The Jamaica Manufacturers and Exporters’ Association (JMEA) is reporting that members are having success on the local and export market since the COVID-9 outbreak in March.
Minister of Industry, Commerce, Agriculture and Fisheries, Hon. Audley Shaw, said based on a report from the JMEA, listing some 20 Jamaican companies, the country has been able to replace some imported products, such as hand sanitisers, with locally made brands.
Also, several companies have recorded increased exports to both traditional and new markets in the United Kingdom, Canada, the United States (US) and several Caribbean countries.
“Their necessity has mothered our invention, and exports of goods ranging from sanitisers, cleaning agents, toilet paper, spices and seasoning, bananas, cakes, flour, ackee, dasheen, unsweetened biscuits and flavoured milk, have recorded notable increases,” Mr. Shaw said.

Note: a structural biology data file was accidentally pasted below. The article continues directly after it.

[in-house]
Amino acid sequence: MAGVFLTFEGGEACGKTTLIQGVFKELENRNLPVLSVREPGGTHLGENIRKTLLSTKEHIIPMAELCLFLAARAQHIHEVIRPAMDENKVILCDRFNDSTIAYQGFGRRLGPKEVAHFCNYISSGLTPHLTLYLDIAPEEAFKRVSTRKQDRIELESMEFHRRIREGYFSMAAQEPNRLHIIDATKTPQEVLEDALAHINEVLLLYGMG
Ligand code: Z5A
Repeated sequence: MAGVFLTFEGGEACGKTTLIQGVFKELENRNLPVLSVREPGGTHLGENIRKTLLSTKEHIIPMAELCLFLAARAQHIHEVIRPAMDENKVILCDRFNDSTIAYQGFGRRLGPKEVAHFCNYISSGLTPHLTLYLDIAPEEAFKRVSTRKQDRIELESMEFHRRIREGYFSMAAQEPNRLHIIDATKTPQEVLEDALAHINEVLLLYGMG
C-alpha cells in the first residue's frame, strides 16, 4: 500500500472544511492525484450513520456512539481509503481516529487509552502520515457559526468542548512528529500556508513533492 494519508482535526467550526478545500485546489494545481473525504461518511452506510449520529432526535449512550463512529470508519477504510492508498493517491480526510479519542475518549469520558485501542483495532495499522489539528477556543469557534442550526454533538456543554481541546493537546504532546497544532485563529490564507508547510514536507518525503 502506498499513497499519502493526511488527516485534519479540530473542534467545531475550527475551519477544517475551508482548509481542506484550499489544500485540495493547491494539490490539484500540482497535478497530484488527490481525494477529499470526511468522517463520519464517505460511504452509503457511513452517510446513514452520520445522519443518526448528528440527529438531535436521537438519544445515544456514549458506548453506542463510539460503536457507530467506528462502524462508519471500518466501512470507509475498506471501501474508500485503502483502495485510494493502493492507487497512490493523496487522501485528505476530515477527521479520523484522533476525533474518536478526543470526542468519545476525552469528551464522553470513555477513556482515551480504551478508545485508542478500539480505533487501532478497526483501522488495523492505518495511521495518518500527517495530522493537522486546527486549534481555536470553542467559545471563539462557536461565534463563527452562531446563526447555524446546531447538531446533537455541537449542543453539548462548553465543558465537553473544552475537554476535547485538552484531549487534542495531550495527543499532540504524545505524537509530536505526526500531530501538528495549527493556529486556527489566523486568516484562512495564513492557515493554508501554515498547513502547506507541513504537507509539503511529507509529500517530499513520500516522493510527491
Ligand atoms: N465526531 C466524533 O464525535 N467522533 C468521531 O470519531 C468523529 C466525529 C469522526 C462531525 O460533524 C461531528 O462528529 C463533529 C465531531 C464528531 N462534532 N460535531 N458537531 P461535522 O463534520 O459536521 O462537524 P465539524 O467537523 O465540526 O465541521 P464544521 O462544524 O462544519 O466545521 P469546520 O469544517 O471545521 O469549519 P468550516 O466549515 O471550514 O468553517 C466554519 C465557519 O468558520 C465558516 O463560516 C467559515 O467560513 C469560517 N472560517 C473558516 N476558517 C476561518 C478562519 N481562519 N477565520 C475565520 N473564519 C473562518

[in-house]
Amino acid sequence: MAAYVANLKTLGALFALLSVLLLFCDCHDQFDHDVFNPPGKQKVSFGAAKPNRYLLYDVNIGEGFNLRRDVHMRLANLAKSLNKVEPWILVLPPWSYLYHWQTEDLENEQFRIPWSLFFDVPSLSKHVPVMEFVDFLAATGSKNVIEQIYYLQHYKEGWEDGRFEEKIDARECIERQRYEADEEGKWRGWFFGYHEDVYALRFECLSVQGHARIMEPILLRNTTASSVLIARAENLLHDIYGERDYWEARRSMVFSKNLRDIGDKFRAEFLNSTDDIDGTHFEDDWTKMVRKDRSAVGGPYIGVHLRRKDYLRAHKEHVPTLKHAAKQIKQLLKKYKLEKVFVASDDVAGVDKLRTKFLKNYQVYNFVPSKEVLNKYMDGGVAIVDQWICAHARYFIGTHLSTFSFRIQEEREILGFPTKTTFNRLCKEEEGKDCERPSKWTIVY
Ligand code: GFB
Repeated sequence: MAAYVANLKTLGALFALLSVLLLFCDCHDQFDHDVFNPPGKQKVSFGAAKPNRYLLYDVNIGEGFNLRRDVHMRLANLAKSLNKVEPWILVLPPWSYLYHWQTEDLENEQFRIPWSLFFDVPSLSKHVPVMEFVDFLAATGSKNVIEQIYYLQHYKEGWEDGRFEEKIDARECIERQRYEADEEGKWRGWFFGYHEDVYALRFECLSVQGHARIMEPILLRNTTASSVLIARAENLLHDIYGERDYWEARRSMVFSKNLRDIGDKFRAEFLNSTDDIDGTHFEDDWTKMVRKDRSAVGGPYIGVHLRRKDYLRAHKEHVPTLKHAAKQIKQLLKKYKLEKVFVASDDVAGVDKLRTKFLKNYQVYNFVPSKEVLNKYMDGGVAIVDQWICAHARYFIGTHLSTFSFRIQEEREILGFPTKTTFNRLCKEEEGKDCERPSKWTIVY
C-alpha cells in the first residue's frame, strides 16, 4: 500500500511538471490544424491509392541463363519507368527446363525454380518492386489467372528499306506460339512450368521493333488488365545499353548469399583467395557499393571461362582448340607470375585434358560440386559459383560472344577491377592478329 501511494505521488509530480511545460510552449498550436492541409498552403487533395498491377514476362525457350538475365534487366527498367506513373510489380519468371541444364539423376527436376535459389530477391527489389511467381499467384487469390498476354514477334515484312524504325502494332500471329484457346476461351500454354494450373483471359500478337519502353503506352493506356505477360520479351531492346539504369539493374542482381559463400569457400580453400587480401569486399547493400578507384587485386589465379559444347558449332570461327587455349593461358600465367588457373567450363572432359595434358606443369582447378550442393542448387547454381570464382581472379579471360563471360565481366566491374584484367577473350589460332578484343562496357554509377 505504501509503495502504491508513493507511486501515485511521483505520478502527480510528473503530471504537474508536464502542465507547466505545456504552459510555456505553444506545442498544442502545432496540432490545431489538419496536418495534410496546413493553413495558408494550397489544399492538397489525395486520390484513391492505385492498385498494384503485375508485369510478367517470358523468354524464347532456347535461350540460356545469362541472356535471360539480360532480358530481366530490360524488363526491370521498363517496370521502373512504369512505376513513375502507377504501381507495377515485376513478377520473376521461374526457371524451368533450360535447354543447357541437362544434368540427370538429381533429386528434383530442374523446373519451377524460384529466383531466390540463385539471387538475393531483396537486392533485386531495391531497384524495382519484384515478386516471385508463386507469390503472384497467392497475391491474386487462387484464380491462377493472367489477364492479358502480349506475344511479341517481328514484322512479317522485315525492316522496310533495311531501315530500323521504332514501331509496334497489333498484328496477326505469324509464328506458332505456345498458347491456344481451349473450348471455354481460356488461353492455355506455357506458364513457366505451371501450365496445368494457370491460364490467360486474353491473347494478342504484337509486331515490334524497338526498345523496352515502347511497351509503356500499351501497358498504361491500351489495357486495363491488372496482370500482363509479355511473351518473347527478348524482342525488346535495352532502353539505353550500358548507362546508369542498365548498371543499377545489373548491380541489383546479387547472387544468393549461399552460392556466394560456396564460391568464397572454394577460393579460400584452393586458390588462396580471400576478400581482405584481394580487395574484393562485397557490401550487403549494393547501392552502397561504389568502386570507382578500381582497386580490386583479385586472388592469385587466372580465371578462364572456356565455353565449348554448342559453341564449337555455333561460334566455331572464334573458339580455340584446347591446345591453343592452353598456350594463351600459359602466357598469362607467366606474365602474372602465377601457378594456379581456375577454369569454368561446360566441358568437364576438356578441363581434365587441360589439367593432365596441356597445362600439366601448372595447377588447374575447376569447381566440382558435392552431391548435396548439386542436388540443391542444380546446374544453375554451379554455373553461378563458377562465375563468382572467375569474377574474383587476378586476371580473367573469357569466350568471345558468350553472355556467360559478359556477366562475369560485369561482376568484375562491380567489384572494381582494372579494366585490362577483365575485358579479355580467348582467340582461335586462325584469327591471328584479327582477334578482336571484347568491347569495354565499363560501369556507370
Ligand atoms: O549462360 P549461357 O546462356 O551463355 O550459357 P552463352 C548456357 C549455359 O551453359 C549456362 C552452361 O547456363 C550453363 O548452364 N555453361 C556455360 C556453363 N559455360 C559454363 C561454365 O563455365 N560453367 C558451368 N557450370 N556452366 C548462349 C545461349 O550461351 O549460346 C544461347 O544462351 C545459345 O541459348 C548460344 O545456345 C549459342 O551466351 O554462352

He was making his contribution to the 2020/21 Sectoral Debate in the House of Representatives on June 16.
The Minister informed that the value of exports to the US increased by $616 million to $5.1 billion during the January to May 2020 period, up from $4.5 billion in the same period in 2019.
In addition, the total value of manufacturing exports by JMEA members for the period January to May 2020 was $12.6 billion, which represents a $74-million increase over the similar period in 2019.
“These kinds of export cannot stop. And for that reason, in spite of COVID-19, this mango season, we have started our mango exports to the US, shipping some 3,500 kilogrammes to Florida and New York last week,” Mr. Shaw said.
Meanwhile, under the US$4.4-million Government of Jamaica Agricultural Competitiveness Programme Bridging Project, the Ministry has started the first phase of establishment of a 1,200-acre mango orchard on the plains of Clarendon for export.
“This is a part of the process for the encouragement of major investments in the development of orchards such as avocado, ackee, coconuts, June plum, soursop, pomegranate and pineapples as raw material for processing into purees and concentrates to replace imports,” Mr. Shaw said.